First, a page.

The presence of oxygen in the atmosphere of a planet might no longer be considered a reliable indicator of the potential presence of organic life. Researchers recently demonstrated that they could create oxygen and organic compounds in models of planetary atmospheres without resorting to the chemical processes that give rise to life on Earth.
Thousands of exoplanets have been found during the last few decades. A good number of these worlds were rocky planets like Earth. Some were even close enough to our home world in terms of size and mass.
Other planets showed signs of having thick atmospheres. And still others occupied the inhabitable region of space around their star, the “Goldilocks zone” where water maintained its liquid form.
Whenever a new planet is announced, its capacity to support life was one of the first things to be discussed. Sometimes, the life in question was human, in the hope that we could one day reach that world and find a second home for humankind.
More often than not, it was alien. Even simple bacteria could prove that we were not alone in this universe. (Related: Geological curiosity: Mars “blueberries” reveal what ancient Mars may have looked like.)
Researchers used Earth as a convenient model of reference for life-bearing worlds. One of the most notable traits of our planet was the very high concentration of oxygen, much of which is produced by living organisms through the chemical reaction of photosynthesis.
Understandably, researchers associated the presence of oxygen with life. Any exoplanet that displayed the slightest hint of oxygen in the air was quickly considered a favorite for hosting alien life.
However, there were many different sources of energy in outer space that can trigger chemical reactions. It was believed that some of these reactions could produce oxygen and other products that are usually considered to be signs of life.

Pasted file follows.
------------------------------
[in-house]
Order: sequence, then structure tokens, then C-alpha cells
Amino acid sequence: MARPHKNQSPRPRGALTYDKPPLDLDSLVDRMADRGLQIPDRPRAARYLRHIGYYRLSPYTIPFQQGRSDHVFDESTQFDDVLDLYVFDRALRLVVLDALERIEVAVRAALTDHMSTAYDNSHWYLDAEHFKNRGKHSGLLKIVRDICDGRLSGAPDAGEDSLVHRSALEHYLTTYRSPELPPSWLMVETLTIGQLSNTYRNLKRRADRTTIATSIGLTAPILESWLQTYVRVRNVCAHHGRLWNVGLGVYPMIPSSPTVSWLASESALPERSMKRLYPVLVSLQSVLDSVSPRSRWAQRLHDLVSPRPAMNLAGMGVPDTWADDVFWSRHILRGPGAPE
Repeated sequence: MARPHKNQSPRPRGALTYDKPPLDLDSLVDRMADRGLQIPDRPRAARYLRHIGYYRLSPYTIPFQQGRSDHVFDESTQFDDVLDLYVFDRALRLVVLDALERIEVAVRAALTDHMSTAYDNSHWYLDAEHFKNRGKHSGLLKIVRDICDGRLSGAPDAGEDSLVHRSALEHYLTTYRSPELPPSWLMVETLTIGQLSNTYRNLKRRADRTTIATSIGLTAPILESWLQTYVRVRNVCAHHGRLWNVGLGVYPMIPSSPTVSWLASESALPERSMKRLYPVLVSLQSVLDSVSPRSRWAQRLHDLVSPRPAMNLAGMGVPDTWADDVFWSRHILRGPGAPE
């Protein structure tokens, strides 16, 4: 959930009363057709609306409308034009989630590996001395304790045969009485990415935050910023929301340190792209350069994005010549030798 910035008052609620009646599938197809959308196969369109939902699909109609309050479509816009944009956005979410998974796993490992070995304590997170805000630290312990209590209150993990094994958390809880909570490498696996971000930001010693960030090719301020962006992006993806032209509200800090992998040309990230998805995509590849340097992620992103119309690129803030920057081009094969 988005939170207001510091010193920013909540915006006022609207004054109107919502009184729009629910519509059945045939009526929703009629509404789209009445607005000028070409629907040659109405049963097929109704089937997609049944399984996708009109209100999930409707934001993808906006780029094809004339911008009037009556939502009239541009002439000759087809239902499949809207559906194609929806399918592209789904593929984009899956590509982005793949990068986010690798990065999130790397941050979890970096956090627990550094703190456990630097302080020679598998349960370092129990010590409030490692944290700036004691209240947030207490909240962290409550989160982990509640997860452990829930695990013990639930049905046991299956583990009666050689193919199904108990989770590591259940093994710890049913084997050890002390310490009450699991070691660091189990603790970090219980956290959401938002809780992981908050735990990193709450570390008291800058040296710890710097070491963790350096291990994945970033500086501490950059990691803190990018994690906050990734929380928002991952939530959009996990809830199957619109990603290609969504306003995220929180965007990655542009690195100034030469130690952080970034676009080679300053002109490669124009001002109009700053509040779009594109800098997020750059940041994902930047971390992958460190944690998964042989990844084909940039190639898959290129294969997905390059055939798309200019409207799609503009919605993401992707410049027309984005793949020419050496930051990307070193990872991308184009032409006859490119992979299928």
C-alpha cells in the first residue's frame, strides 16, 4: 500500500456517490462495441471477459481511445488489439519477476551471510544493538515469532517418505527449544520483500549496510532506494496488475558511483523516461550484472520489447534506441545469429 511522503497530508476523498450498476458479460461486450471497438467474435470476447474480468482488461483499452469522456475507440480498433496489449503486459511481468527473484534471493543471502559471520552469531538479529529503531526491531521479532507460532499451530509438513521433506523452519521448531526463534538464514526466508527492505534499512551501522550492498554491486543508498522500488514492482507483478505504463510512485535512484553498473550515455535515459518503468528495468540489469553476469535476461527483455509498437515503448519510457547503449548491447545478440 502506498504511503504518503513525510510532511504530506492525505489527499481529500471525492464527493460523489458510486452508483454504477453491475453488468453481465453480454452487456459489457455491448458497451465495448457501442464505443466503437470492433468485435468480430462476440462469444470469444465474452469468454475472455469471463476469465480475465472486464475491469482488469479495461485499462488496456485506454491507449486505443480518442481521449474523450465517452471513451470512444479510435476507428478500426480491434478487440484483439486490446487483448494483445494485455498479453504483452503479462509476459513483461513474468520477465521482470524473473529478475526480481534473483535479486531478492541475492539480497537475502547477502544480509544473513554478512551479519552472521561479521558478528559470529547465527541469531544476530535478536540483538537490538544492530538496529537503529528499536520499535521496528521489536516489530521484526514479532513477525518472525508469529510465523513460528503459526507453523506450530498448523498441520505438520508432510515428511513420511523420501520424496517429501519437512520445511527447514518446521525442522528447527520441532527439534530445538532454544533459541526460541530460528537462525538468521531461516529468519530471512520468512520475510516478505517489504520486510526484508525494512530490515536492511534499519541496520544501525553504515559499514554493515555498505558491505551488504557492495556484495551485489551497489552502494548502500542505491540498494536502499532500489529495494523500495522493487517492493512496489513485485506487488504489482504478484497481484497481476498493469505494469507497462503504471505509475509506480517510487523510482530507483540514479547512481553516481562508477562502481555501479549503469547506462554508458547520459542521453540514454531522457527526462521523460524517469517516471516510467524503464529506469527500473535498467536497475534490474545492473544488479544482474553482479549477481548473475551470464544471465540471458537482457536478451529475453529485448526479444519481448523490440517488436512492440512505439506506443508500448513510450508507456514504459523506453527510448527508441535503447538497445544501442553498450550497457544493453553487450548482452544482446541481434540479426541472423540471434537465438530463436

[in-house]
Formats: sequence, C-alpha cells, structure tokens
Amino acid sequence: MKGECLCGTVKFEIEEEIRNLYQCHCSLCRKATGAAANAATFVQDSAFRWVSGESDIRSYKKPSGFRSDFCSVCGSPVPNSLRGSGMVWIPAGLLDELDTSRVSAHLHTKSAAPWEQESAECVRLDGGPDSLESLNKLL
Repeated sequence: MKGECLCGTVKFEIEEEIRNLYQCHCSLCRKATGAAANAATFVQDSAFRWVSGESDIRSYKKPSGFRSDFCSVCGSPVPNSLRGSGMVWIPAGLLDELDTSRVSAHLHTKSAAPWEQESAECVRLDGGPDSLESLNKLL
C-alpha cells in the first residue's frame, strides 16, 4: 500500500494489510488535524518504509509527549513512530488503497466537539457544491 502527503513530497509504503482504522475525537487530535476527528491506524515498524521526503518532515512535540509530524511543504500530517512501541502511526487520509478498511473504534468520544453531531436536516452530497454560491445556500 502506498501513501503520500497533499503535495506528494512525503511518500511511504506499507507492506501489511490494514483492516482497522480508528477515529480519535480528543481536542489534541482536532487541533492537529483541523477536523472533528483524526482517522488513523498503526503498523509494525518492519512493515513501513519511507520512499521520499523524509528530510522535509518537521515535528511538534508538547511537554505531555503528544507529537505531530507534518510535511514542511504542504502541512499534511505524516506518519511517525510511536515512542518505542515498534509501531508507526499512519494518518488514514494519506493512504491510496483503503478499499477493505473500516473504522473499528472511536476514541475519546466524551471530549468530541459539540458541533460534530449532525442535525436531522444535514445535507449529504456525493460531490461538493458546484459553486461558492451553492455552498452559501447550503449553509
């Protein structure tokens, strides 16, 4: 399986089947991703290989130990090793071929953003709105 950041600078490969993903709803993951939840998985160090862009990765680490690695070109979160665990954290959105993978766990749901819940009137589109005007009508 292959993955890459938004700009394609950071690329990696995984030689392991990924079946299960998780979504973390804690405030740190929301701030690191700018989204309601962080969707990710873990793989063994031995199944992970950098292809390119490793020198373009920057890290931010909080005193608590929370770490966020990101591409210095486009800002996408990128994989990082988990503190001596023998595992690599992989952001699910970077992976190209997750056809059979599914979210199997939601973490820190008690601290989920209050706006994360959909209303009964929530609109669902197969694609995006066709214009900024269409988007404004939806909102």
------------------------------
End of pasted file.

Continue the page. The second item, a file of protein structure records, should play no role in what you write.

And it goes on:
In a study supported by the John Hopkins University (JHU), researchers replicated the mixtures of gases that are likely to make up the atmospheres of super-Earth and Neptune-like exoplanets. These two planetary types comprised the majority of exoplanets in the Milky Way galaxy.
Each mixture was heated until it matched the temperature measured on the associated exoplanet. It was then fed into a special chamber, where it was exposed to either ultraviolet light or plasma from a glow discharge.
Both UV light and plasma were similar to certain energies that activated chemical reactions in the atmosphere of a planet. Ultraviolet light provided the impetus for reactions inside the atmosphere of Earth and other planets.
Plasma was a more powerful source of energy for chemical reactions. It represented energetic particles, lightning, and other electrical activities. Neither plasma nor UV light were produced in large quantities by organic lifeforms.
Each exposure period lasted for three days. This was believed to be the same amount of time that cosmic energy sources could interact with the atmospheres of exoplanets.
Based on their findings, the researchers identified several combinations of gases and energy that created both oxygen and organic molecules. The latter included hydrogen cyanide and formaldehyde.
Organic molecules could combine together and form amino acids. In turn, these natural acids served as the building blocks of organic life.
“People used to suggest that oxygen and organics being present together indicates life, but we produced them abiotically in multiple simulations,” stated JHU lead researcher Chao He in a press release. “This suggests that even the co-presence of commonly accepted biosignatures could be a false positive for life.”